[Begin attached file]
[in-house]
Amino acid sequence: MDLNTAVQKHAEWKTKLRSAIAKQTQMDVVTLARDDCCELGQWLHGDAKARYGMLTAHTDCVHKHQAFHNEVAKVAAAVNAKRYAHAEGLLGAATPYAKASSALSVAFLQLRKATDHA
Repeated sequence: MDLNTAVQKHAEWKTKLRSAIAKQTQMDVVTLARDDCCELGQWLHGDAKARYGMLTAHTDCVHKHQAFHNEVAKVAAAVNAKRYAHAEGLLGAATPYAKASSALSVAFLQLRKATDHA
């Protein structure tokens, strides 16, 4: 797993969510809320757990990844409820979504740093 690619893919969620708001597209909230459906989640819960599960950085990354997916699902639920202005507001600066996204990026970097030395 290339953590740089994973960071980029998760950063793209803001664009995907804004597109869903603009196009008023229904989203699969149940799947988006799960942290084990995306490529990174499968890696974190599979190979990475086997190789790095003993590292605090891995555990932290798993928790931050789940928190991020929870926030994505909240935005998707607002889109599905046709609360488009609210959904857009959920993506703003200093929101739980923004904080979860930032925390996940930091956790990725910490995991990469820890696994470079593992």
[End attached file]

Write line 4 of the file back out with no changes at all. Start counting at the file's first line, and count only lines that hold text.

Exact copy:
């Protein structure tokens, strides 16, 4: 797993969510809320757990990844409820979504740093 690619893919969620708001597209909230459906989640819960599960950085990354997916699902639920202005507001600066996204990026970097030395 290339953590740089994973960071980029998760950063793209803001664009995907804004597109869903603009196009008023229904989203699969149940799947988006799960942290084990995306490529990174499968890696974190599979190979990475086997190789790095003993590292605090891995555990932290798993928790931050789940928190991020929870926030994505909240935005998707607002889109599905046709609360488009609210959904857009959920993506703003200093929101739980923004904080979860930032925390996940930091956790990725910490995991990469820890696994470079593992």